The Low Down Dirty On Fats- Are There Any Benefits?

Many people see fats as a bad thing or something confusing. One person says you need a high fat diet, others tell you you need a low-fat diet. What’s the truth? Today we are going to talk about fats and why the body needs them. Then you will be able to make a more educated and informed decision for yourself.

Most people find very low-fat diets to be limiting, tasteless, and boring to stick to. Since fats slow down the digestion process, individuals who are stuck on these diets find themselves constantly fighting hunger pangs or eating too many calories for the diet to be effective.

Fats play a very important role in the body. A gram of fat provides the body with about 9 kilocalories. Let’s talk about some of the roles that fats play in the body.

The Benefits of Fats For The Body

Fats serve as storage for energy.

The body can only store very small amounts of glycogen which is to be used for energy. However, unlimited amounts of energy can be stored as fat tissue. This stored energy is used while sleeping, during times when energy intake is low, and during physical activity.

Fats provide essential fatty acids.

Fatty acids vary chemically according to their length of their carbon chains, the extent of saturation and the position of carbon-carbon double bonds. These critical differences give each fatty acid unique roles. The body is able to produce most of the fatty acids that it needs. However, there are 2 fatty acids the body is unable to make: Linoleic acid and alpha-linoleic acid. This means that these 2 acids must be obtained through your diet.

Fatty acids are important elements of cell membranes which are transformed to chemical regulators that affect inflammation, blood clotting, blood vessel dilation, and more. Although clinical deficiencies are rare, a deficiency of linoleic acid is typically observed in people with severe malabsorption problems.

Symptoms of severe malabsorption include poor growth in children, decreased immune function and a dry scaly rash. In the case of alpha-linoleic acid deficiency, the symptoms include visual problems, and nerve abnormalities.

Fats carry fat-soluble nutrients.

Dietary fats liquefy and carry fat-soluble nutrients such as some vitamins, carotenoids, alpha and beta carotene, and lycopene.

Fats add to the texture and flavor of foods. 

Fats helps to improve the taste of foods. This is because fats dissolve flavorful, volatile chemicals, they add a rich, creamy texture, and give food a satisfying mouth feel. Fats also add tenderness and moistness to baked goods.

Fats and oils (jointly called lipids) comprise mixtures of fatty acids. 

The recommended daily dietary allowance of fats for infants is 30 or 31 g. There is no recommendation for adults. The acceptable macronutrient distribution range for men and women aged 19 and older is 20-35%. The acceptable macronutrient distribution range for children varies according to age, but starts at 30-40% for children ages 1-3 and gradually approaches the acceptable macronutrient distribution range for adults.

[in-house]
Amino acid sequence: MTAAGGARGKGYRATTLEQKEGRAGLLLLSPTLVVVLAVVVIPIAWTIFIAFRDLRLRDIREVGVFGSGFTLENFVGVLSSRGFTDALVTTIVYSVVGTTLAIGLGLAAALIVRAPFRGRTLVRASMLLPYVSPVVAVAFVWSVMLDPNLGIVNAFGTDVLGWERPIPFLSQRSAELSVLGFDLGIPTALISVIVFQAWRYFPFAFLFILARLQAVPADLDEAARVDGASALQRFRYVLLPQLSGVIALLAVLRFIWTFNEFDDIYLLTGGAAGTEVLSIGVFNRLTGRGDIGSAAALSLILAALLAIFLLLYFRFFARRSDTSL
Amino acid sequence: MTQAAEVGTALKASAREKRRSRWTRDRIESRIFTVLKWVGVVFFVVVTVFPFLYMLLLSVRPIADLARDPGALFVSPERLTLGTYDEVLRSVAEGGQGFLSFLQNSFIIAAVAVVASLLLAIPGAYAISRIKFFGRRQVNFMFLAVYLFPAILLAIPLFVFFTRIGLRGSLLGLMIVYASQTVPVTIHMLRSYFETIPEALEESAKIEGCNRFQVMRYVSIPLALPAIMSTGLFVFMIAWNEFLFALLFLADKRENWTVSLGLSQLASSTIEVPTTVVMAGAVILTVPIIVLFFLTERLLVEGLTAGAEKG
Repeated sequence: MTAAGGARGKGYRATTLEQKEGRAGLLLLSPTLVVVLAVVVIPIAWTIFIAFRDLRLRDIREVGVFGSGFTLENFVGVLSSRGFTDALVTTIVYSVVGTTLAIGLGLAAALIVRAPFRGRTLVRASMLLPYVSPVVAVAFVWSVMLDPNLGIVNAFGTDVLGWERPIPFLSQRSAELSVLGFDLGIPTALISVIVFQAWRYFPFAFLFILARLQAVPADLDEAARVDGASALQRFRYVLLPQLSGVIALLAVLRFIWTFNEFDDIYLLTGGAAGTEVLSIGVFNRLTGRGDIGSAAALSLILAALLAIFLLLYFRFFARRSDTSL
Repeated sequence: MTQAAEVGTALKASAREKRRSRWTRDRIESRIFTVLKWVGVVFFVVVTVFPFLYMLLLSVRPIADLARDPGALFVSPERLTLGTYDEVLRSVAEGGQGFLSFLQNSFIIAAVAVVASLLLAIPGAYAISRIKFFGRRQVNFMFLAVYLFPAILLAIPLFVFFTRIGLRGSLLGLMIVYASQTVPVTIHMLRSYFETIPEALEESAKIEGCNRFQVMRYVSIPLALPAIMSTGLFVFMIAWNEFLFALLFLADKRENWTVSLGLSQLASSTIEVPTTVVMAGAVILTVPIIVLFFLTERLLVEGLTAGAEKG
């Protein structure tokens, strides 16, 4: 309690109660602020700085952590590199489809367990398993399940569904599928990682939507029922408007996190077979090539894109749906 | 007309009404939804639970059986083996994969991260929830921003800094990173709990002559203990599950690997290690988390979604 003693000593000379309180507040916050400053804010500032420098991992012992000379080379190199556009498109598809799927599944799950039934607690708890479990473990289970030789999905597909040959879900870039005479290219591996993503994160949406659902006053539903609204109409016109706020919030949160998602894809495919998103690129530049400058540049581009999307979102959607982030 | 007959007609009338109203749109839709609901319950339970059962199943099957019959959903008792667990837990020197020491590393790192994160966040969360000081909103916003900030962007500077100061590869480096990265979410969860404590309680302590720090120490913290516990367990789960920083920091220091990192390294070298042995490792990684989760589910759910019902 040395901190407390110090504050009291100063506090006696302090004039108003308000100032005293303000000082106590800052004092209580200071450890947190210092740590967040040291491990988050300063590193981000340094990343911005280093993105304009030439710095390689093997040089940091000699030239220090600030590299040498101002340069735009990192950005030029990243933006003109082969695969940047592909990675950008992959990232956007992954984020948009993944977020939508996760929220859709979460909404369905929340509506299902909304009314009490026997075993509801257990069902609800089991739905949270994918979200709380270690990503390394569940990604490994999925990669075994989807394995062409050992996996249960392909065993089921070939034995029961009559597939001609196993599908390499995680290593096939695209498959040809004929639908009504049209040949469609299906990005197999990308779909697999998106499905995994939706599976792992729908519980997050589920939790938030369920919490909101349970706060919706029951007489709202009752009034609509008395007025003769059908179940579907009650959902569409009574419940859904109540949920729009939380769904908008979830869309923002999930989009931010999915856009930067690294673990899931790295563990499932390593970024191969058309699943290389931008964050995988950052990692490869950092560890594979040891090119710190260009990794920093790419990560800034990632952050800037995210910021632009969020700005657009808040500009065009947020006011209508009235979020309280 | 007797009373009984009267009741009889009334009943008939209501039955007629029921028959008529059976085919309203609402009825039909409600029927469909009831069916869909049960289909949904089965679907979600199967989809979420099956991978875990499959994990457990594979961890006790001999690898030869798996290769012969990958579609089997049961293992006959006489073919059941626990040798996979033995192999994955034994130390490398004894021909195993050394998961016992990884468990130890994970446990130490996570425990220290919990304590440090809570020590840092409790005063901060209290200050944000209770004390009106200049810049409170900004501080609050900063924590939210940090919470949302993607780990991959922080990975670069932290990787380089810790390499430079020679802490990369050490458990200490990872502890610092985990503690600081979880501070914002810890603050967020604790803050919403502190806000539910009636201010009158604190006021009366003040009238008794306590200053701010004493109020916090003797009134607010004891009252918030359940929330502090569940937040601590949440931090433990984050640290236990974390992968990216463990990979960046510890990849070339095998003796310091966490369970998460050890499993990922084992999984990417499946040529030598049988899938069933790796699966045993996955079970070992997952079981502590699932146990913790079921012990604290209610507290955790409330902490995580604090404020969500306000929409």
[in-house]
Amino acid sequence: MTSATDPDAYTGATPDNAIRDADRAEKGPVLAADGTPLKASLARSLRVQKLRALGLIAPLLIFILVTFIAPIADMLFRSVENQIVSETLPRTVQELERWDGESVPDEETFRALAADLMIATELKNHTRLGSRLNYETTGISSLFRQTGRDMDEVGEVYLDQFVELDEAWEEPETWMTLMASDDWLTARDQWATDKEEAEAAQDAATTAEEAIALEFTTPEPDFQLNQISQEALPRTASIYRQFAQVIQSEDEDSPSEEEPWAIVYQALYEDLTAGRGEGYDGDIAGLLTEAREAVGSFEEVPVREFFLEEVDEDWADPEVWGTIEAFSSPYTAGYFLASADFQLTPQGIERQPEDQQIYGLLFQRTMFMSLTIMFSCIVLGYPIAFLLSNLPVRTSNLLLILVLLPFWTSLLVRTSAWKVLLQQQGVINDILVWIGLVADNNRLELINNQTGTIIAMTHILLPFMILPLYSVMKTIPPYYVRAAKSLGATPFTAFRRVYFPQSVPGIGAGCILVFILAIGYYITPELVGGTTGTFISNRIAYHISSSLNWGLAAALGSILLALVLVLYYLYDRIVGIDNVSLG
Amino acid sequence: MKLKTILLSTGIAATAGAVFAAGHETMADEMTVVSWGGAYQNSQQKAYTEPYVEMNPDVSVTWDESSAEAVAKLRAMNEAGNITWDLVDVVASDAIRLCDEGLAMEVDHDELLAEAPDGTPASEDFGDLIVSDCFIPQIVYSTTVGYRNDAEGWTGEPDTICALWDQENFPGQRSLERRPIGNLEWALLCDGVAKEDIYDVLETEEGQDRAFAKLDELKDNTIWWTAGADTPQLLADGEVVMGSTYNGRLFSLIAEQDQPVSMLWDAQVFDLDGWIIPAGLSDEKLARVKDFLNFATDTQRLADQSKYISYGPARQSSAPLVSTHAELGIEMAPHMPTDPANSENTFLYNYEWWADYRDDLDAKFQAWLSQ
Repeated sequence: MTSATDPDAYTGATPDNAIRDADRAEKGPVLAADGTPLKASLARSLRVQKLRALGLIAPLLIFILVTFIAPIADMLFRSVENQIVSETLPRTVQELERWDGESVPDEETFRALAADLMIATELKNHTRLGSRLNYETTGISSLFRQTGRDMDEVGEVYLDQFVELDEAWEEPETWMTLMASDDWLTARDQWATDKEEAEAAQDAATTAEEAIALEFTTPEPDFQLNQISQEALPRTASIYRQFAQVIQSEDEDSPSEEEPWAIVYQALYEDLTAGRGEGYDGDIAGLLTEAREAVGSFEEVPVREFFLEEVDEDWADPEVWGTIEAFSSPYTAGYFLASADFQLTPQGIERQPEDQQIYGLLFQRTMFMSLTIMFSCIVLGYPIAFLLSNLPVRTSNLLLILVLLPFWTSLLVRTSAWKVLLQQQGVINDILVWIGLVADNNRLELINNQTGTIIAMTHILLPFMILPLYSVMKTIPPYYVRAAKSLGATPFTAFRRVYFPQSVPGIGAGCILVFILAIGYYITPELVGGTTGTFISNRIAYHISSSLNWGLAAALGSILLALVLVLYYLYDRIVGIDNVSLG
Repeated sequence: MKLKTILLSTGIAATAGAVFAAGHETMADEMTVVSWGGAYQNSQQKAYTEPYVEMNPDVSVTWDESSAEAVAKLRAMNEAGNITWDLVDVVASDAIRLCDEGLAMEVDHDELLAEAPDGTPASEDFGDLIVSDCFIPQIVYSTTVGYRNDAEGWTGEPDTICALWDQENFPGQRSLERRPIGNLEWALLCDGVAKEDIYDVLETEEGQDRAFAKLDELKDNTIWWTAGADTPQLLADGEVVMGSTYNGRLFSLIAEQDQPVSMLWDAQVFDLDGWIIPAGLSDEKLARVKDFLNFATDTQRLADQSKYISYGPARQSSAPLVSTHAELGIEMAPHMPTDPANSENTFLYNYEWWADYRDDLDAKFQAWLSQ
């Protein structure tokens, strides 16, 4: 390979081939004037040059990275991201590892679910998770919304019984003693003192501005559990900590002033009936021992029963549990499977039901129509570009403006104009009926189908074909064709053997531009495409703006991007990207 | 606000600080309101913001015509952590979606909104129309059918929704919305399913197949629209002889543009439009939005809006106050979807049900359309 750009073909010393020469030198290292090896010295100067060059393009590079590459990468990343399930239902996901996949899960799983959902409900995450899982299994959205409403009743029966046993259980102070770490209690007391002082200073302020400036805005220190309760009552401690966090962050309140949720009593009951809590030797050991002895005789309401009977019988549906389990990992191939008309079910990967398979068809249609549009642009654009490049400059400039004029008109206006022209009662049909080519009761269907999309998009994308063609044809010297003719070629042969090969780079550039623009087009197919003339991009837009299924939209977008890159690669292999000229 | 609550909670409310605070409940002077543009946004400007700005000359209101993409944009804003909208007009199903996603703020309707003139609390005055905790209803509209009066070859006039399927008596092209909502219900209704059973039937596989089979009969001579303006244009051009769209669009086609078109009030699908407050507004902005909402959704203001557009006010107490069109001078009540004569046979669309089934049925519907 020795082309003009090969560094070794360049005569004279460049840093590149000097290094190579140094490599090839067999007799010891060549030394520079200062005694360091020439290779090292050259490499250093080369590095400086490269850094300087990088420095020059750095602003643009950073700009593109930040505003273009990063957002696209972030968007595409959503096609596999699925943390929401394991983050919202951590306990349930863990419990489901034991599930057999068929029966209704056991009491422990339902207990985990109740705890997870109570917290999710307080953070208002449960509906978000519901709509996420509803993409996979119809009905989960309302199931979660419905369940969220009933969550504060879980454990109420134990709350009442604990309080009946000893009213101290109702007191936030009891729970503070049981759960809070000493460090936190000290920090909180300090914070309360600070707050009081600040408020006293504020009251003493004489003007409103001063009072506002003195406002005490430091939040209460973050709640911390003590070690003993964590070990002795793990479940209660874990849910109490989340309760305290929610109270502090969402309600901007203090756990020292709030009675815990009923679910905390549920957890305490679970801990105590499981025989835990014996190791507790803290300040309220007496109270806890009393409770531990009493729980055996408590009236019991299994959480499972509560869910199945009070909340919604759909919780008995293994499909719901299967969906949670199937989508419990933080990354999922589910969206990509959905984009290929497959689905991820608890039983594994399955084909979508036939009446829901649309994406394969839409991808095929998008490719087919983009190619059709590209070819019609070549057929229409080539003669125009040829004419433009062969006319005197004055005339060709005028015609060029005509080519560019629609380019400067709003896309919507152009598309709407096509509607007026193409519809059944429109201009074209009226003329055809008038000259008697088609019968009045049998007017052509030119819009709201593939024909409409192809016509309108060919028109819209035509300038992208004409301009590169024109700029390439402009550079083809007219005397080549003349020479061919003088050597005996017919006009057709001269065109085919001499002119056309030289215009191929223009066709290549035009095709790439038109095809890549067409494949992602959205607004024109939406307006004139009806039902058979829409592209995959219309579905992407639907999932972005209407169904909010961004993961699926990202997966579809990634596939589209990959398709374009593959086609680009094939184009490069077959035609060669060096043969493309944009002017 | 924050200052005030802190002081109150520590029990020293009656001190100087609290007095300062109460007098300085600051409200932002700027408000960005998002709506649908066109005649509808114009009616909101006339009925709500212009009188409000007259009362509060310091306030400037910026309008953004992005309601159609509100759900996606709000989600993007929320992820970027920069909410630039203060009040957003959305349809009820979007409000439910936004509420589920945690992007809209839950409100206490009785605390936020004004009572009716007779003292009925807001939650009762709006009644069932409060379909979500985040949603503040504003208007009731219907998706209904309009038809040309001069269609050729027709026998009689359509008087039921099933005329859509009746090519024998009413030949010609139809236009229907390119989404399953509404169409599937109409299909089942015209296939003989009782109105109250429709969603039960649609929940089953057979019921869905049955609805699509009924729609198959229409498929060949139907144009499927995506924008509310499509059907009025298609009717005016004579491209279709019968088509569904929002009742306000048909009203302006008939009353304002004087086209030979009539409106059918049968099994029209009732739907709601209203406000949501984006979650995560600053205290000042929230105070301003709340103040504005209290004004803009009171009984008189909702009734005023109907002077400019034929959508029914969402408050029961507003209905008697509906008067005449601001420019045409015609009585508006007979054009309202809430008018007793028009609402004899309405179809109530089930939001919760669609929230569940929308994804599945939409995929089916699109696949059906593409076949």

Types of Fats

There are 3 types of fats: saturated fats, trans fats, and unsaturated fats.

Saturated fats: The body produces all of its needs with regards to saturated fats and as such, it’s not needed in your diet. Consuming lots of saturated fatty acids can contribute to high levels of low-density lipoprotein (also known as bad cholesterol) and reduce insulin sensitivity.

Trans fats: Both saturated and trans fats can be created by food manufacturers when they harden oil in a process called hydrogenation. This is usually done to lengthen the shelf life of crackers, chips, and cookies. Partial hydrogenation converts some unsaturated fatty acids to saturated ones. Trans fats are considered to be worse than saturated fats. This is because they not only contribute to insulin resistance and increased bad cholesterol, but they also lower high-density lipoprotein cholesterol, or good cholesterol.

Unsaturated fats: This type of fat improves blood cholesterol levels and insulin sensitivity when used as a substitute for saturated and transfats. The 2 types of unsaturated fats are monounsaturated fats and polyunsaturated fats. Sources of monounsaturated fats include nuts, avocados, canola oil, sunflower oil, olive oil, and olives.

Sources of polyunsaturated fats include walnuts, sunflower seeds, flaxseeds, corn oil, salmon, herring, and albacore tuna.

There are 2 main types of polyunsaturated fats: Omega 3 fatty acids and Omega 6 fatty acids. Omega 3 fatty acids can be found in walnuts, ground flaxseed, tofu, soybeans, canola oil, soybean oil, and walnut oil.  Omega 6 fatty acids can be found in sunflower seeds, brazil nuts, pecans, pine nuts, corn oil, and sesame oils.


I hope that clears up the debate on whether fats are good for you or not. Some fats are good for the body and others should be avoided. Try to avoid trans fats and reach for more monounsaturated fats and polyunsaturated fats instead. Your body will thank you 🙂

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